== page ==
Civilization: Beyond Earth Review

Chaz Neeler

Reviewed by:
On November 11, 2014
Last modified:November 26, 2014


Civilization: Beyond Earth is decidedly deserving of carrying the weight of the franchise in a new direction, but it’s simply lacking enough variety for it to become the new standard bearer.

Civilization: Beyond Earth Review

Civilization Beyond Earth 3

Civilization: Beyond Earth is Civilization in space. Right there, I bet half of you stopped reading this and immediately pulled out your wallet. By this point, the franchise has earned its spot as an automatic buy for a large group of gamers, and it’s pretty easy to see why. Arguably the best turn based strategy franchise going, it’s become a staple in the collection of any respecting PC gamer. However, there’s only so many times make the entire Earth bend its knee to your power. In a lesson learned from pretty much every cheesy horror movie franchise from the early 90s, sometimes you just gotta go to outer space.

While there are blatant aesthetic differences between Civilization: Beyond Earth and Civilization V, that alone wouldn’t necessarily be enough to merit a purchase. And while it’s blatantly obvious that they share the same engine, there’s definitely enough that’s changed here to garner your interest. If you’re expecting an experience unlike anything you’ve ever played before, you’ll be disappointed. However, almost every mechanic seems to have been touched up and retooled, mostly for the better.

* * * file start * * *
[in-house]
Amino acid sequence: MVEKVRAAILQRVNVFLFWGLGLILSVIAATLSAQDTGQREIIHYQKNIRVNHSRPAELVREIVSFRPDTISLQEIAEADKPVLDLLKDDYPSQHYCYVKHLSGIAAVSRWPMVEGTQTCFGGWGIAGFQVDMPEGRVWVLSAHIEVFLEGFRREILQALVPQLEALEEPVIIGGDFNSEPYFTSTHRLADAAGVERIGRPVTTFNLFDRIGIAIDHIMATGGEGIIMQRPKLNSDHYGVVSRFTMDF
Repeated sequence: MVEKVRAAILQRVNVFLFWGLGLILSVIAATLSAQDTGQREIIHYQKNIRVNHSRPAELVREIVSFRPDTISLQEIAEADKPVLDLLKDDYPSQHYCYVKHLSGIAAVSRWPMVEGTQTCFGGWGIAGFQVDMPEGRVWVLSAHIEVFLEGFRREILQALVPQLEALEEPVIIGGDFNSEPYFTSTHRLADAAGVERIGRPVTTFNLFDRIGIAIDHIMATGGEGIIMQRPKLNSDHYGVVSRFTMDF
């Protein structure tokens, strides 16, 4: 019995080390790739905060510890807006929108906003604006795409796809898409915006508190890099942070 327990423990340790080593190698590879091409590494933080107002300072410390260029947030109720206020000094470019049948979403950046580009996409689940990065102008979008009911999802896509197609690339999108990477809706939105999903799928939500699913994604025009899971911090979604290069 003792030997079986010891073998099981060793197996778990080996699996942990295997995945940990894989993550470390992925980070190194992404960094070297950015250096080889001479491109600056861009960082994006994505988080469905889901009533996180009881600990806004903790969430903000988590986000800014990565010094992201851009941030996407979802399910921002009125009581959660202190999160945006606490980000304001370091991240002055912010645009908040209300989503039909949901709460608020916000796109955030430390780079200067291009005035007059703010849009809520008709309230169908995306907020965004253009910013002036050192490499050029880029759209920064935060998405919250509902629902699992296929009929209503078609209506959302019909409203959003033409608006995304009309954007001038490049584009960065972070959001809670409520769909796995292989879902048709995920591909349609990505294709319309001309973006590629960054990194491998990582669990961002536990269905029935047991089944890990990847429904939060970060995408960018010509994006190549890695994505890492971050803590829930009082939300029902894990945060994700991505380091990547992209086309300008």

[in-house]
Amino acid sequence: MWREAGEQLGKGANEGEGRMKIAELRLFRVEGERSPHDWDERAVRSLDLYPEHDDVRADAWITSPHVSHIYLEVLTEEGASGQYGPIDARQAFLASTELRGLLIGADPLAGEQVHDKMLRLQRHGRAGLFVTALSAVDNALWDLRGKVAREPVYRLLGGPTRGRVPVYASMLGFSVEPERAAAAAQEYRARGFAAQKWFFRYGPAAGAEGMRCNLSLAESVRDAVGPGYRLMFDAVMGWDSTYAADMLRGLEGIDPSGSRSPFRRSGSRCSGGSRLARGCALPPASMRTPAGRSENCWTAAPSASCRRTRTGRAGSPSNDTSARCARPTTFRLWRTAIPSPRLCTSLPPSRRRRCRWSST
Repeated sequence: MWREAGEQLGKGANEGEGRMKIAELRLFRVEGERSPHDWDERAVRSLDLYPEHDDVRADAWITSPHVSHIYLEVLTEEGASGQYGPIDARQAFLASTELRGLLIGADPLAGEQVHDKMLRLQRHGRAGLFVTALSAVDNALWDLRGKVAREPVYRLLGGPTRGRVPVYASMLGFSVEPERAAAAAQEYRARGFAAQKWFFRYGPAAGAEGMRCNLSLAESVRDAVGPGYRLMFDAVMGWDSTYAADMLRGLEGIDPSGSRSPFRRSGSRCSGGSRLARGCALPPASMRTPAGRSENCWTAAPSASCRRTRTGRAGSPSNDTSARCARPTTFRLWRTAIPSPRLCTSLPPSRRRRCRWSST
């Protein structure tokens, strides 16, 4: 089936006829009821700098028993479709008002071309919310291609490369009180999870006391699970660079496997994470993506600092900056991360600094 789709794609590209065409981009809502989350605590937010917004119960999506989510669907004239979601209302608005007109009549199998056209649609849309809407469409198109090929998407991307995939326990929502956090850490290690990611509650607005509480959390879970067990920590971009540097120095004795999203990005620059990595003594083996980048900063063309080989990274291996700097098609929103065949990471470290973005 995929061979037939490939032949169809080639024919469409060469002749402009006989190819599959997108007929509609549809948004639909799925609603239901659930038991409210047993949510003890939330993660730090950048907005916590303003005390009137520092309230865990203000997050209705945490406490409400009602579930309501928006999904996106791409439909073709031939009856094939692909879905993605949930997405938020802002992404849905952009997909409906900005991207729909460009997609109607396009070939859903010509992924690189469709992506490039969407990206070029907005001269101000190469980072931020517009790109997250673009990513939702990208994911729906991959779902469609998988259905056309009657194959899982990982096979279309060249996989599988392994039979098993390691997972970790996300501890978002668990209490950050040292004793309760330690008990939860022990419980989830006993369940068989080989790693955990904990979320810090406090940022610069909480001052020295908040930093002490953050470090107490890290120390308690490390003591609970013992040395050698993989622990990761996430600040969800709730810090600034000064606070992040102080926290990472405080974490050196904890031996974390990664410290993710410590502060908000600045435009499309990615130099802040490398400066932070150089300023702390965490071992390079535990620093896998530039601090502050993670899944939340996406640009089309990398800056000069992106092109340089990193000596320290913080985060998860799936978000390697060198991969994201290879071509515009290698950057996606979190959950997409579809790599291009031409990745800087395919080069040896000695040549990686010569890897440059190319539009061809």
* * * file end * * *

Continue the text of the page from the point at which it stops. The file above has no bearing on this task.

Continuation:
The most glaring change has got to be the tech trees. Previously choosing scientific research programs was a pretty straightforward ordeal, and the tree would ultimately lead to a single point. This time around, technology is based on a sprawling radial web with multiple routes and possible “end” goals. This approach really allows you to tailor your civilization to your personal specs. If you want to make a mad dash for the end techs, you’re more than welcome to make that investment, or you could just as easily spiral your way out from the center, giving yourself a very strong base in just about everything without ever mastering anything.

The tech web doesn’t just stop at deciding what units and buildings you’ll have access to, it’s also integral to unlocking affinity points. While you can definitely unlock points through quests or other semi-random events on the map, without picking up points from certain techs it’s pretty much impossible to reach the end game affinity stuff against a decently skilled opponent.

That being said, the expanded tech web is also a major source of frustration for me, mostly due to how it’s organized. The implementation of it is damn near perfect, but it can be incredibly frustrating to hone in on what exactly you’re looking for. During our review sessions, the search function seemed almost broken, and the best we could tell on a regular basis is that the tech we wanted was indeed somewhere on the tree, but damned if we knew where. There were some early mods that helped this by recoloring certain elements to help distinguish between different abilities, but this seemed like something that should have been handled from the start.

Affinities are the other massive change to the formula, and these too are a bit of a mixed bag. In the past, each nation would have their own unique units. This time around, all of the unique units are hidden away in three separate affinity groups: Purity, Harmony and Supremacy. Each of these affinities represents a fundamental change in the philosophy of your colony.

Followers of Harmony believe that humans need to adapt to the world around them, going as far as changing their biology to better blend in with the indigenous life. Space hippies if you will. Supremacy followers would argue that humans do need to be altered, but that’s so humanity can better respond to their new home. Purity is the more “aggressive” of the philosophies, believing that humans are a special breed and that the new world should adapt to them, as opposed to the other way around.